In “Illumination,” Abby learns that her husband Mitch is returning early from deployment. She has only twenty-four hours to reconcile the version of herself she kept up over the phone to the one Mitch will see at home. As Abby wrestles with the task of a messy house, she is also forced to examine the gaps in her marriage, and why, upon her husband’s happy return, she feels on the brink of losing herself.
“With just twenty-four hours until Mitch’s arrival home, tendrils of panic creep through Abby’s chest…”
When the phone rings at 8:43 a.m., Abby answers it with barely disguised irritation. No one ever calls this time of day except solicitors. Mitch always calls at bedtime—just after sunrise in Kabul, before the start of his platoon’s daily patrol. The connection this morning is crisp, without a trace of echo, and it takes Abby a moment to register Mitch’s voice on other end of the line.
“Get rid of the boyfriend.” Mitch laughs. “I’ll be home tomorrow morning.”
Abby gushes with delight as he charges on about schedules being pushed up, his arrival back stateside this morning, an overnight stopover in Dallas, things he wants to do when he gets home. She tells him she can’t wait to see him and hangs up the phone. “Oh my God,” she sobs, glancing wildly around the kitchen. “Oh my God.”
Of course, there is no boyfriend. It is the same tired, recycled joke he’s been throwing at her since the first deployment three weeks after their wedding, and Abby always plays along even though it wears on her nerves. She half-wishes that were the problem.
Usually there is plenty of notice before Mitch’s homecomings—weeks to scour, to scrub, to toss, to file. Weeks to create the illusion that she’s actually been living as if Mitch were home all along. Still it’s stressful every time he asks what she’s been doing, fabricating completed tasks and later trying to recall exactly what she’d supposedly accomplished. During one phone call halfway through his second deployment, she made the mistake of boasting she’d spent an entire Saturday cleaning out the attic. She forgot all about it until two days before his return and then had to call in sick at work and spend seven hours sitting on a filthy attic beam, sifting through dusty boxes of junk. That was a close call, but not as close as this. With just twenty-four hours until Mitch’s arrival home, tendrils of panic begin creeping through Abby’s chest, curling around her heart, crushing the very breath from her body. She rushes from room to room, trying to decide what to tackle first.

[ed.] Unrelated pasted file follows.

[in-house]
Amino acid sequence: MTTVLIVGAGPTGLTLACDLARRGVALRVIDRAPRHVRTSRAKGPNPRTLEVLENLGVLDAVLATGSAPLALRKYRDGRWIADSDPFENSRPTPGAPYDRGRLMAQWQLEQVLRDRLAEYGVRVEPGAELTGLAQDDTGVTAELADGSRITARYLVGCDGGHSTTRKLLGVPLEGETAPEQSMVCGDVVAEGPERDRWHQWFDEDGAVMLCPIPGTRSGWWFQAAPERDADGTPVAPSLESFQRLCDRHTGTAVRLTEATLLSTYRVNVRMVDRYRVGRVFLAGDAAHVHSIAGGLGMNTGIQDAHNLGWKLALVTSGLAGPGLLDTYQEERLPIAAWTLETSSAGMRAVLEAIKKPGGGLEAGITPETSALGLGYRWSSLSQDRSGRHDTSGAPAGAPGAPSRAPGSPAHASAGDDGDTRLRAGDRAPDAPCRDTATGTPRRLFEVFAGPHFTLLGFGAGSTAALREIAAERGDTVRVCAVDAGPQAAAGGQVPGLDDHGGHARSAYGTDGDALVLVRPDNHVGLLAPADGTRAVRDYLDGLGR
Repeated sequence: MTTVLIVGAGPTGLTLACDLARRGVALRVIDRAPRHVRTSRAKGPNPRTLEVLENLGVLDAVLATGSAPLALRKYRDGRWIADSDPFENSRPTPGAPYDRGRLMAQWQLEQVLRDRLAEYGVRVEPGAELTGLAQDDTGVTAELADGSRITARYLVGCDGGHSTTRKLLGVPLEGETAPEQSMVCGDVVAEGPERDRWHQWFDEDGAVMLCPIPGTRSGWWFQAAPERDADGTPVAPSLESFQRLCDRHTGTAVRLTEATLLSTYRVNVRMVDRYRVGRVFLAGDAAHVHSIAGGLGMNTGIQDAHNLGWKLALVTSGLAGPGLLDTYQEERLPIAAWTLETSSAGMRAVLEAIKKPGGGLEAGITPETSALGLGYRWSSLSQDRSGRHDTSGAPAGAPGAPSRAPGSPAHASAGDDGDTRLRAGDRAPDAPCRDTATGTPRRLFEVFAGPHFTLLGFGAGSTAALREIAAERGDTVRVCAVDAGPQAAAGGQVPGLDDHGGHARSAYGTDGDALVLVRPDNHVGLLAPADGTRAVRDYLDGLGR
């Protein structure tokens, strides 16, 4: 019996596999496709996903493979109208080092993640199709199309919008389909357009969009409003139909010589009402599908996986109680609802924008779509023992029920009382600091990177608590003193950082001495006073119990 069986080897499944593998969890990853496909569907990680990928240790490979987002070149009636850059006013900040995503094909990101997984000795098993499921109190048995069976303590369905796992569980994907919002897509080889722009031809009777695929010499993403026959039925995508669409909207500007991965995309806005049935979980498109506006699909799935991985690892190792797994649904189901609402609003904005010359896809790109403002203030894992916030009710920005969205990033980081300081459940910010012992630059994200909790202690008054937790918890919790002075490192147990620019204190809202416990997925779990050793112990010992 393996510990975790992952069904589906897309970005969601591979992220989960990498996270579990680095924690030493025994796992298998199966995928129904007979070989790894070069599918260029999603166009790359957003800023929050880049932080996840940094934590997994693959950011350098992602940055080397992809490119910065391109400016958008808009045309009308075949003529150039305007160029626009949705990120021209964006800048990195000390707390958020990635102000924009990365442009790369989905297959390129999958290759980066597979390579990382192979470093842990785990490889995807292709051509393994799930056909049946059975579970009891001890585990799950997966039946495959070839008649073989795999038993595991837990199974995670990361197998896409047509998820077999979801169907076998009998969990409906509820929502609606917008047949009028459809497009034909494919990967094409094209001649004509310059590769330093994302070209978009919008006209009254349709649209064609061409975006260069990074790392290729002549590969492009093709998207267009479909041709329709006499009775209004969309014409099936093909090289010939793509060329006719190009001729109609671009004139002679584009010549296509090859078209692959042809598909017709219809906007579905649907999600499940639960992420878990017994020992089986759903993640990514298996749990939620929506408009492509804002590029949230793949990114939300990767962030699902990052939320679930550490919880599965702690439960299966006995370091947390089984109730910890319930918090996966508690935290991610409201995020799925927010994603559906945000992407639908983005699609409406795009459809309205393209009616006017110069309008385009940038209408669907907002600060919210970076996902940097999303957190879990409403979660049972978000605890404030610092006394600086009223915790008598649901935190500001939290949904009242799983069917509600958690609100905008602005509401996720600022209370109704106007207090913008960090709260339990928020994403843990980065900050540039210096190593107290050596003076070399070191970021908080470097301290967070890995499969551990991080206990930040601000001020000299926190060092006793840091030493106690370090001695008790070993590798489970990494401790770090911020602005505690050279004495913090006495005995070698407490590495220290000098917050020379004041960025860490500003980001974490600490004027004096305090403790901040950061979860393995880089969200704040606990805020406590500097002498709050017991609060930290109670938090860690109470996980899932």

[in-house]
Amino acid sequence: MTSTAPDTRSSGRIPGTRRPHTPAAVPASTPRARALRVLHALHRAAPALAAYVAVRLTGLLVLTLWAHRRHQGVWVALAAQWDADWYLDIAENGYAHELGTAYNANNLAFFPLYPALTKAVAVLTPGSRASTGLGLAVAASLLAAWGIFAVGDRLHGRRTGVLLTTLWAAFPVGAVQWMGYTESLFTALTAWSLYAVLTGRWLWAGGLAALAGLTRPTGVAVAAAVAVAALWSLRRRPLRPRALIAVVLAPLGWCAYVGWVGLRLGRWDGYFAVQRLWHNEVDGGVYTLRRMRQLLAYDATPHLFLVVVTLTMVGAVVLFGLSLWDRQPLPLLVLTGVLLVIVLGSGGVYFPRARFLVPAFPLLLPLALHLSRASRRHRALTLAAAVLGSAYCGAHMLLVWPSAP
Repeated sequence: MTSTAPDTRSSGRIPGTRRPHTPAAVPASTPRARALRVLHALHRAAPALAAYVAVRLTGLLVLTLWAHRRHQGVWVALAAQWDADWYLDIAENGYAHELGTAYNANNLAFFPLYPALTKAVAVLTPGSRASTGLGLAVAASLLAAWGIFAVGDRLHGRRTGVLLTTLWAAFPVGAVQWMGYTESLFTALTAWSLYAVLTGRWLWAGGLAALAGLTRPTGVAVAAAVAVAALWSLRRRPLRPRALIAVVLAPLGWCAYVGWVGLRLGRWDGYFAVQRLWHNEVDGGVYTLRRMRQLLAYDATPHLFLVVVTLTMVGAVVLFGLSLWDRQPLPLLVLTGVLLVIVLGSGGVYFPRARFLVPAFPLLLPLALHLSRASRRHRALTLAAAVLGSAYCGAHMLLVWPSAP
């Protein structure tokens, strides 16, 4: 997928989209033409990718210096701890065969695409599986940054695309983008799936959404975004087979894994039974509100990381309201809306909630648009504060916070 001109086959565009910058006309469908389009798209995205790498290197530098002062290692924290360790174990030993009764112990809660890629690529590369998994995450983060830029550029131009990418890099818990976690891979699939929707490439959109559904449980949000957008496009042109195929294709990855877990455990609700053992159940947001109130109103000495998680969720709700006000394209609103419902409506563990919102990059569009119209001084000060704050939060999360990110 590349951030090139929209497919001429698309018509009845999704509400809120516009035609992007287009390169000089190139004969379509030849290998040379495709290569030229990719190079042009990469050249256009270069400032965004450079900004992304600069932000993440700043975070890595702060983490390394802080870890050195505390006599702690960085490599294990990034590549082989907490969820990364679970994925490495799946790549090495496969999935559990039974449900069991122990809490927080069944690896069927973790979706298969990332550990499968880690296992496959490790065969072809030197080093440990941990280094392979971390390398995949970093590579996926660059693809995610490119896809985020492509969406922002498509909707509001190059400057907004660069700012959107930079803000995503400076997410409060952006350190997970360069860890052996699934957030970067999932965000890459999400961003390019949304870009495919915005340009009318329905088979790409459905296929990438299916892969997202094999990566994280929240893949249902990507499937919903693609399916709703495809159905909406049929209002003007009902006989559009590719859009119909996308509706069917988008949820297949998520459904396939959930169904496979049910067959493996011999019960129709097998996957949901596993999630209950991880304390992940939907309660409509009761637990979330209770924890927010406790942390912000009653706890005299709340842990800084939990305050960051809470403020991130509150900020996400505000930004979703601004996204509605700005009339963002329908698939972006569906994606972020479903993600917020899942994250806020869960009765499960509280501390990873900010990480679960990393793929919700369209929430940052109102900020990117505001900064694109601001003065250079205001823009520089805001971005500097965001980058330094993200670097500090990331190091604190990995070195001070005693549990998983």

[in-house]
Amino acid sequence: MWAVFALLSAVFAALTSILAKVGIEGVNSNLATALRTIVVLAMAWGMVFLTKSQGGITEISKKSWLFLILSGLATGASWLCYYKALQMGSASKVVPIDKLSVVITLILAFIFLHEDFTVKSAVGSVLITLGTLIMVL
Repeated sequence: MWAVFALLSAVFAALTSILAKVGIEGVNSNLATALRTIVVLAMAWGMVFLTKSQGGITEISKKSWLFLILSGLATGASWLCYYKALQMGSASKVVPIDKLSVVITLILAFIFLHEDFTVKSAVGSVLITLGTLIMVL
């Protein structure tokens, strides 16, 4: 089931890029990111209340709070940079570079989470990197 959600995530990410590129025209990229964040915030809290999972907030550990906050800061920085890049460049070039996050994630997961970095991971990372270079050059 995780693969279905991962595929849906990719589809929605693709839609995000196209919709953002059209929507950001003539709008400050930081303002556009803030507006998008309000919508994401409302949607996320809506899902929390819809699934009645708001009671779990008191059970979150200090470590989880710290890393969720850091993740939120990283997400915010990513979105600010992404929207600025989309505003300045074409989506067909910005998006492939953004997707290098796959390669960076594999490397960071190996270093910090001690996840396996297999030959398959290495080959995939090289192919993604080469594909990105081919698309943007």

The family room is not the worst, but it’s bad. She has been practically camped out in it since he left, her bed pillows propped on the couch, a wrinkled comforter balled up on the recliner, empty Coca-Cola cans stacked on the fireplace mantle, five months worth of dust layered on the coffee table. And so she starts there and spends half a day in a mad cleaning frenzy—a room-by-room, top-to-bottom, elbow-greased scouring that would impress the likes of Martha Stewart. A little after 2:00 p.m. she glances at her watch and remembers her 3:00 p.m. shift at the post bowling alley. Cursing, she flies into the shower, dresses quickly and heads out the door.
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